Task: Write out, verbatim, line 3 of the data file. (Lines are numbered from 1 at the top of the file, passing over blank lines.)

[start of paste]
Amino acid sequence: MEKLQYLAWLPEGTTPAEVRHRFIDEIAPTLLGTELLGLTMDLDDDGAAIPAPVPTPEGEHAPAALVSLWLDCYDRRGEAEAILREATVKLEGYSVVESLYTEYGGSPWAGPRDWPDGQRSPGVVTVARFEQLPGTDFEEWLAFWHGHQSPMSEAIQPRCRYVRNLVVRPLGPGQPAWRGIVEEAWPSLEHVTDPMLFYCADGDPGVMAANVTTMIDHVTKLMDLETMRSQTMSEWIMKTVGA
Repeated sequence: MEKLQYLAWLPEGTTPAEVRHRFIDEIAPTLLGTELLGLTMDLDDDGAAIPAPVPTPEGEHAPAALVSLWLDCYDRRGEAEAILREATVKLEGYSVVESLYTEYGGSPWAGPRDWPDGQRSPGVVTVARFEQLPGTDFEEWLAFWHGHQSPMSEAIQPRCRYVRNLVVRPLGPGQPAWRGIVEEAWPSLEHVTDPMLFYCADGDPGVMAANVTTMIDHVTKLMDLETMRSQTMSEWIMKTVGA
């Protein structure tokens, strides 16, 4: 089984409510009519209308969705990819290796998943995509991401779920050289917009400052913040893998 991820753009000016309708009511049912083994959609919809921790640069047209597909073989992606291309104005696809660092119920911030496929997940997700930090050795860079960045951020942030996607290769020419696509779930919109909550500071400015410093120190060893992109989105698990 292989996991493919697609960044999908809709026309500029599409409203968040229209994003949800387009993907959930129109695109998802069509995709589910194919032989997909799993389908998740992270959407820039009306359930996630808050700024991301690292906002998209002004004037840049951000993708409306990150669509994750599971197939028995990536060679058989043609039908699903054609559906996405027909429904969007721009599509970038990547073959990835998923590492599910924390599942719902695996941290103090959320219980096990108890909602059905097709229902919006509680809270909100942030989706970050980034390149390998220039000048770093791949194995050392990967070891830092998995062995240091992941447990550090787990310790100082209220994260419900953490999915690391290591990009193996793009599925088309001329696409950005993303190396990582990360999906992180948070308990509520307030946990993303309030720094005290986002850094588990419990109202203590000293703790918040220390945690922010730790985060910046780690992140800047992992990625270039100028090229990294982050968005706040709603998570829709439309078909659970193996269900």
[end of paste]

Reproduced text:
């Protein structure tokens, strides 16, 4: 089984409510009519209308969705990819290796998943995509991401779920050289917009400052913040893998 991820753009000016309708009511049912083994959609919809921790640069047209597909073989992606291309104005696809660092119920911030496929997940997700930090050795860079960045951020942030996607290769020419696509779930919109909550500071400015410093120190060893992109989105698990 292989996991493919697609960044999908809709026309500029599409409203968040229209994003949800387009993907959930129109695109998802069509995709589910194919032989997909799993389908998740992270959407820039009306359930996630808050700024991301690292906002998209002004004037840049951000993708409306990150669509994750599971197939028995990536060679058989043609039908699903054609559906996405027909429904969007721009599509970038990547073959990835998923590492599910924390599942719902695996941290103090959320219980096990108890909602059905097709229902919006509680809270909100942030989706970050980034390149390998220039000048770093791949194995050392990967070891830092998995062995240091992941447990550090787990310790100082209220994260419900953490999915690391290591990009193996793009599925088309001329696409950005993303190396990582990360999906992180948070308990509520307030946990993303309030720094005290986002850094588990419990109202203590000293703790918040220390945690922010730790985060910046780690992140800047992992990625270039100028090229990294982050968005706040709603998570829709439309078909659970193996269900």